Cranbrook Institute of Science is located at 39221 Woodward Avenue in Bloomfield Hills, Michigan. Free parking is available in the Institute’s parking deck.
All Tea Ceremony attendees will meet at the West Entrance of the Institute of Science fifteen minutes before their scheduled time in order to board the bus for the Frank Lloyd Wright Smith House. Guests may not use personal vehicles to reach Smith House. Guests will be asked to remove their shoes and wear a pair of slippers, which will be provided at the house.
For more information, please contact the Cranbrook Center for Collections and Research at 248.645.3307.
PHOTO CREDITS (FROM TOP TO BOTTOM)
Frank Lloyd Wright, Architect. Imperial Hotel, Tokyo, Japan. Vintage Postcard, circa 1923 (detail).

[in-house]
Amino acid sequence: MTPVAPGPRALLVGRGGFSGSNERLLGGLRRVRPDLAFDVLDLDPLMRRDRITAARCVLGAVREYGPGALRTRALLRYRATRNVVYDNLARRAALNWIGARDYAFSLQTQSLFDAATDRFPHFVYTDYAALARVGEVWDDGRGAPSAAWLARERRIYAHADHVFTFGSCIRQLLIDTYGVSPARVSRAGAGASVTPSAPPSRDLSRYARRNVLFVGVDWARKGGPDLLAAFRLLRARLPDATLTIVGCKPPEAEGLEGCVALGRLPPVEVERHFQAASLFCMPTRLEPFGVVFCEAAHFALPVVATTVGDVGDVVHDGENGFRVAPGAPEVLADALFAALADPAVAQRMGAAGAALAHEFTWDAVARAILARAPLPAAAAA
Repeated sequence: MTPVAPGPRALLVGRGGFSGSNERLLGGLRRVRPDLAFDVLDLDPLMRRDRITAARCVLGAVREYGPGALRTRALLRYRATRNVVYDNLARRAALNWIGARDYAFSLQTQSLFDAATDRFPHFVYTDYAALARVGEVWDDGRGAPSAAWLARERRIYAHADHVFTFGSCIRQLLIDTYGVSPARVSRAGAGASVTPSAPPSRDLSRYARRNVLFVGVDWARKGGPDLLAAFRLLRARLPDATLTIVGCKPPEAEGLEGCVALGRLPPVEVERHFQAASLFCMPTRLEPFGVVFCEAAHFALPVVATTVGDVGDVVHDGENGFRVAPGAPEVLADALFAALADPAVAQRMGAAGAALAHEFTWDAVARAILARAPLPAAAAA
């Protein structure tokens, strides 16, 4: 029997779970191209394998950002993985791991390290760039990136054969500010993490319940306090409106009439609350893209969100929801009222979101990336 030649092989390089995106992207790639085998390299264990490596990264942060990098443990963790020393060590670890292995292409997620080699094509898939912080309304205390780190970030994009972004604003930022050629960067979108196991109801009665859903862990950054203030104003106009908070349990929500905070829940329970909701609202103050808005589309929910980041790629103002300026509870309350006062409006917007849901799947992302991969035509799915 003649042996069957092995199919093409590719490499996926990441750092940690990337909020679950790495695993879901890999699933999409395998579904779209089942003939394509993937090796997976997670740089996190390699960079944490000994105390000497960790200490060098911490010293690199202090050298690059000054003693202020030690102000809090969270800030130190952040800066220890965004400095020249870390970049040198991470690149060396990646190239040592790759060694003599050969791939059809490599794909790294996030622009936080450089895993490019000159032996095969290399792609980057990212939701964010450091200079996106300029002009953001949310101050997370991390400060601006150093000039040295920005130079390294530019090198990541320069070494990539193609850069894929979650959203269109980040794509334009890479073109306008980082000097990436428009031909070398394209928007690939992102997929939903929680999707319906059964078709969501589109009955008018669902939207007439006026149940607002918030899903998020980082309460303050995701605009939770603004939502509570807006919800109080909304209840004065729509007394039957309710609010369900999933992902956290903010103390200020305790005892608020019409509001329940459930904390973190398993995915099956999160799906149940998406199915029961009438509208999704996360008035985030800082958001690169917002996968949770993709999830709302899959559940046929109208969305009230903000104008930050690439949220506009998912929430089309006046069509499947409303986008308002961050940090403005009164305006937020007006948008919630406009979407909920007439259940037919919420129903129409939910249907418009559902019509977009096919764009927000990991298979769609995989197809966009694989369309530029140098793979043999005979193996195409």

Chisato Takeuchi. Photography Courtesy of Chisato Takeuchi.
Frank Lloyd Wright, Architect. Imperial Hotel, Tokyo, Japan. Vintage Postcard, circa 1923.
Vintage View of the Frank Lloyd Wright Smith House (with an unidentified Japanese visitor). Smith House Collection, Cranbrook Archives, Gift of The Towbes Foundation and Anne Smith Towbes; Courtesy of the Cranbrook Center for Collections and Research.
Vintage Photograph of Melvyn and Sara Smith in yard of their home, the Frank Lloyd Wright-designed Smith House. Smith House Collection, Cranbrook Archives, Gift of The Towbes Foundation and Anne Smith Towbes; Courtesy of the Cranbrook Center for Collections and Research.